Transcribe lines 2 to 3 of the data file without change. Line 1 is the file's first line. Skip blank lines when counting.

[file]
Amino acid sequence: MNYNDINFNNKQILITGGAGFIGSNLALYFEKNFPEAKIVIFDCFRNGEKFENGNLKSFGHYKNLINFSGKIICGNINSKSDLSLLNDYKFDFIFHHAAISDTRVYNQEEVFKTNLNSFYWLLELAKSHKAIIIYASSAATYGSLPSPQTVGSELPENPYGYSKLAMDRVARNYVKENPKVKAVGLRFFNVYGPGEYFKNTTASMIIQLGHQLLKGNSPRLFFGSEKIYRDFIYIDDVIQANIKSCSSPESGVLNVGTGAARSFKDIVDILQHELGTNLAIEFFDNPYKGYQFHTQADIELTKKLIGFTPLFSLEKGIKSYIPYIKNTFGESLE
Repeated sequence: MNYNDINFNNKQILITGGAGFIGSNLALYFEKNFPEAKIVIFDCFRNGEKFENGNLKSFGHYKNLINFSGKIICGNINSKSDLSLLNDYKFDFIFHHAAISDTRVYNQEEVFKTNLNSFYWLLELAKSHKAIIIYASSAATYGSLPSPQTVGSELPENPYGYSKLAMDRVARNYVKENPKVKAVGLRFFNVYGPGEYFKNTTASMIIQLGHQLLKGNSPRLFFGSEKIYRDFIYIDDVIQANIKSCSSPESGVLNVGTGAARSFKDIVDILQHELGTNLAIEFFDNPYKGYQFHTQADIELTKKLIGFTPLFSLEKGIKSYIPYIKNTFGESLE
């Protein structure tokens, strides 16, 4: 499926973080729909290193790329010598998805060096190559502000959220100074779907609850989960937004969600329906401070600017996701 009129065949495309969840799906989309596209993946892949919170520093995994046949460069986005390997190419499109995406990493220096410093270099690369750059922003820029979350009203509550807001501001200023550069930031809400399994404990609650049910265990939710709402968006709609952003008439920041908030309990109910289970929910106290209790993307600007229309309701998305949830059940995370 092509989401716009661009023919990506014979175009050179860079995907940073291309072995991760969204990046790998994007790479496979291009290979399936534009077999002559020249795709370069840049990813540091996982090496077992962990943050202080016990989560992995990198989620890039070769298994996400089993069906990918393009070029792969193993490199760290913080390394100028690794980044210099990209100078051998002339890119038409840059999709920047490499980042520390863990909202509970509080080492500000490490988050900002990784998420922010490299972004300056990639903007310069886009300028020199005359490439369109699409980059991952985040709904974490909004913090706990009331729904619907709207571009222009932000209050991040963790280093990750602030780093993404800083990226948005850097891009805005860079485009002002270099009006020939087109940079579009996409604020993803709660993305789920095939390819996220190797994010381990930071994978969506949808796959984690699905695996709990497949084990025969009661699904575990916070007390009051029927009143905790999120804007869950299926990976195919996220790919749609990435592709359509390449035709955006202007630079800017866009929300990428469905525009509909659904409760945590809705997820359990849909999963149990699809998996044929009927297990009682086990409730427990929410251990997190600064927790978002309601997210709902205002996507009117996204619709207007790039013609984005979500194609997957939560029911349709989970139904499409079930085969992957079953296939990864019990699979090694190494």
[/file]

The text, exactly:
Repeated sequence: MNYNDINFNNKQILITGGAGFIGSNLALYFEKNFPEAKIVIFDCFRNGEKFENGNLKSFGHYKNLINFSGKIICGNINSKSDLSLLNDYKFDFIFHHAAISDTRVYNQEEVFKTNLNSFYWLLELAKSHKAIIIYASSAATYGSLPSPQTVGSELPENPYGYSKLAMDRVARNYVKENPKVKAVGLRFFNVYGPGEYFKNTTASMIIQLGHQLLKGNSPRLFFGSEKIYRDFIYIDDVIQANIKSCSSPESGVLNVGTGAARSFKDIVDILQHELGTNLAIEFFDNPYKGYQFHTQADIELTKKLIGFTPLFSLEKGIKSYIPYIKNTFGESLE
């Protein structure tokens, strides 16, 4: 499926973080729909290193790329010598998805060096190559502000959220100074779907609850989960937004969600329906401070600017996701 009129065949495309969840799906989309596209993946892949919170520093995994046949460069986005390997190419499109995406990493220096410093270099690369750059922003820029979350009203509550807001501001200023550069930031809400399994404990609650049910265990939710709402968006709609952003008439920041908030309990109910289970929910106290209790993307600007229309309701998305949830059940995370 092509989401716009661009023919990506014979175009050179860079995907940073291309072995991760969204990046790998994007790479496979291009290979399936534009077999002559020249795709370069840049990813540091996982090496077992962990943050202080016990989560992995990198989620890039070769298994996400089993069906990918393009070029792969193993490199760290913080390394100028690794980044210099990209100078051998002339890119038409840059999709920047490499980042520390863990909202509970509080080492500000490490988050900002990784998420922010490299972004300056990639903007310069886009300028020199005359490439369109699409980059991952985040709904974490909004913090706990009331729904619907709207571009222009932000209050991040963790280093990750602030780093993404800083990226948005850097891009805005860079485009002002270099009006020939087109940079579009996409604020993803709660993305789920095939390819996220190797994010381990930071994978969506949808796959984690699905695996709990497949084990025969009661699904575990916070007390009051029927009143905790999120804007869950299926990976195919996220790919749609990435592709359509390449035709955006202007630079800017866009929300990428469905525009509909659904409760945590809705997820359990849909999963149990699809998996044929009927297990009682086990409730427990929410251990997190600064927790978002309601997210709902205002996507009117996204619709207007790039013609984005979500194609997957939560029911349709989970139904499409079930085969992957079953296939990864019990699979090694190494």